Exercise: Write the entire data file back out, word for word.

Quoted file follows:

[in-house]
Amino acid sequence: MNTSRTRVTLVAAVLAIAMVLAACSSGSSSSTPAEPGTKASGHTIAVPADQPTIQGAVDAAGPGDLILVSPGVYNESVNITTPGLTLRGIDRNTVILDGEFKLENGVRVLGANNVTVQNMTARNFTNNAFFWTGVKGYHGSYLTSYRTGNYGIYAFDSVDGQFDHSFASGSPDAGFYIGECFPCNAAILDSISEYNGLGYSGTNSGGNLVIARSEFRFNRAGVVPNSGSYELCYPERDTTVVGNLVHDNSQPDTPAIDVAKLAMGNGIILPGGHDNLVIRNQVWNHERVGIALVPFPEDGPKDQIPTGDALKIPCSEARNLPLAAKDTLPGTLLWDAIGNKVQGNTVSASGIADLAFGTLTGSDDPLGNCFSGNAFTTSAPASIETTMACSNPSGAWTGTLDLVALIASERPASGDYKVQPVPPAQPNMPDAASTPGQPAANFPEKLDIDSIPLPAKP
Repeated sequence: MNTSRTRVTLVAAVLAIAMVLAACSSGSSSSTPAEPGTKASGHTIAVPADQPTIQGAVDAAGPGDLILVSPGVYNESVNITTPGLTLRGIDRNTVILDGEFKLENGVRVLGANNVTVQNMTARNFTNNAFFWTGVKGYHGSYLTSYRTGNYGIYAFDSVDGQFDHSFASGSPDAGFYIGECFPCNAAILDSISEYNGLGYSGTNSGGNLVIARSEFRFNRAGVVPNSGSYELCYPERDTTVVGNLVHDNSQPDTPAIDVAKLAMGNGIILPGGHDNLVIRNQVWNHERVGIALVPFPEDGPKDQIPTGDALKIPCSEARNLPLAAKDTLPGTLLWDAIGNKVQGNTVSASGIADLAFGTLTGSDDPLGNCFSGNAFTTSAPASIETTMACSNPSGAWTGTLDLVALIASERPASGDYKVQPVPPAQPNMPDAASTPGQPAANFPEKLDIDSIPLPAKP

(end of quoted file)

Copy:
[in-house]
Amino acid sequence: MNTSRTRVTLVAAVLAIAMVLAACSSGSSSSTPAEPGTKASGHTIAVPADQPTIQGAVDAAGPGDLILVSPGVYNESVNITTPGLTLRGIDRNTVILDGEFKLENGVRVLGANNVTVQNMTARNFTNNAFFWTGVKGYHGSYLTSYRTGNYGIYAFDSVDGQFDHSFASGSPDAGFYIGECFPCNAAILDSISEYNGLGYSGTNSGGNLVIARSEFRFNRAGVVPNSGSYELCYPERDTTVVGNLVHDNSQPDTPAIDVAKLAMGNGIILPGGHDNLVIRNQVWNHERVGIALVPFPEDGPKDQIPTGDALKIPCSEARNLPLAAKDTLPGTLLWDAIGNKVQGNTVSASGIADLAFGTLTGSDDPLGNCFSGNAFTTSAPASIETTMACSNPSGAWTGTLDLVALIASERPASGDYKVQPVPPAQPNMPDAASTPGQPAANFPEKLDIDSIPLPAKP
Repeated sequence: MNTSRTRVTLVAAVLAIAMVLAACSSGSSSSTPAEPGTKASGHTIAVPADQPTIQGAVDAAGPGDLILVSPGVYNESVNITTPGLTLRGIDRNTVILDGEFKLENGVRVLGANNVTVQNMTARNFTNNAFFWTGVKGYHGSYLTSYRTGNYGIYAFDSVDGQFDHSFASGSPDAGFYIGECFPCNAAILDSISEYNGLGYSGTNSGGNLVIARSEFRFNRAGVVPNSGSYELCYPERDTTVVGNLVHDNSQPDTPAIDVAKLAMGNGIILPGGHDNLVIRNQVWNHERVGIALVPFPEDGPKDQIPTGDALKIPCSEARNLPLAAKDTLPGTLLWDAIGNKVQGNTVSASGIADLAFGTLTGSDDPLGNCFSGNAFTTSAPASIETTMACSNPSGAWTGTLDLVALIASERPASGDYKVQPVPPAQPNMPDAASTPGQPAANFPEKLDIDSIPLPAKP